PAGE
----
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Re: st: Questions for random data generation and value label


From   Maarten Buis <maartenlbuis@gmail.com>
To   statalist@hsphsun2.harvard.edu
Subject   Re: st: Questions for random data generation and value label
Date   Thu, 14 Mar 2013 10:26:10 +0100

On Thu, Mar 14, 2013 at 12:50 AM, Yu Xue wrote:
> http://galton.uchicago.edu/~collins/resources/stata/stata-commands.html,
> which shows how to generate random data with some specific parameters
> without mentioning the type of distribution.

You misunderstood that website: It does specify the distribution from
which it draws the random numbers. In the first example it draws the
random variables from a uniform distribution and in the second example
from a normal distribution.So first you need to tell us which
distribution you want to draw from. The mean, standard deviation, min
and max is not sufficient to define a distribution, see the discussion
and example below. So the answer you need to give us is either
"normal", or "uniform", or "gamma", or "Laplace", or "beta", or ...

> If I have to specify the type of distribution in order for you to
> answer my question, I will specify a normal distribution.

As we have explained before, you cannot have a normal distribution and
specify bounds. By definition, the normal distribution is a
distribution for variables that can take values between -infinity to
+infinity. The way you write, it seems like you just picked one
distribution that sounded familiar. That is not a good criterion. You
really need to consider what you want to use your random draws for and
what their properties should be.

> Min in "seq_num" and "seq_num1" are very different, which is what I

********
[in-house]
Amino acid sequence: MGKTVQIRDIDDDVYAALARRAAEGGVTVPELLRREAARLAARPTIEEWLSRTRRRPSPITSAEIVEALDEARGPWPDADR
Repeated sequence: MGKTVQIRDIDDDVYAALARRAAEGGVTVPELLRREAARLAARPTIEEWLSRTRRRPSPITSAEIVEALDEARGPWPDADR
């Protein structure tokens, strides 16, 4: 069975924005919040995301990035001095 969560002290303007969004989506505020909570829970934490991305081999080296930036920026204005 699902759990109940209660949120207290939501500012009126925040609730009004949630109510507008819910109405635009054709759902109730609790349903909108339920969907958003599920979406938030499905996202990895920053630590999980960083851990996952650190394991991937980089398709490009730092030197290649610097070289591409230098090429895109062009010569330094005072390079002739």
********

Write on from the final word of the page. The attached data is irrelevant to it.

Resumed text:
> called "not accurate" before.

We have said before, if you want a strick adherence to the minimum and
maximum you could consider drawing from a beta distribution. However,
the fact that the mean, standard deviation, min and max correspond to
the values you specify is not enough to guarantee that it is
appropriate, as can be seen in the example below. The example requires
the -qplot- package, which you can find and install using -findit
qplot-.

*------------------ begin example ------------------
sysuse auto, clear

sum price
tempname m sd min max
scalar `m'   = ( r(mean) - r(min) ) / ( r(max) - r(min) )
scalar `sd'  =  r(sd) / ( r(max) - r(min) )
scalar `min' = r(min)
scalar `max' = r(max)

tempname alpha beta
scalar `alpha' = `m'*((`m'*(1-`m'))/(`sd'^2)-1)
scalar `beta' = (1-`m')*((`m'*(1-`m'))/(`sd'^2)-1)

forvalues i = 1/19 {
	gen sim`i' = rbeta(`alpha', `beta')*(`max' - `min') + `min'
}

// mean and standard deviatins differ as much as one would
// expect with random draws and the min and max is strictly
// maintained
sum price sim*

// still the distribution of the simulated variables differ
// considerably from the distribution of price
qplot price sim*, ///
   trscale(invibeta(`alpha',`beta',@)*(`max' - `min') + `min') ///
   ms(oh none ..) c(. l ..) lc(gs10 ..) legend(off)
*------------------- end example -------------------
(For more on examples I sent to the Statalist see:
http://www.maartenbuis.nl/example_faq )

---------------------------------
Maarten L. Buis
WZB
Reichpietschufer 50
10785 Berlin
Germany

http://www.maartenbuis.nl
---------------------------------
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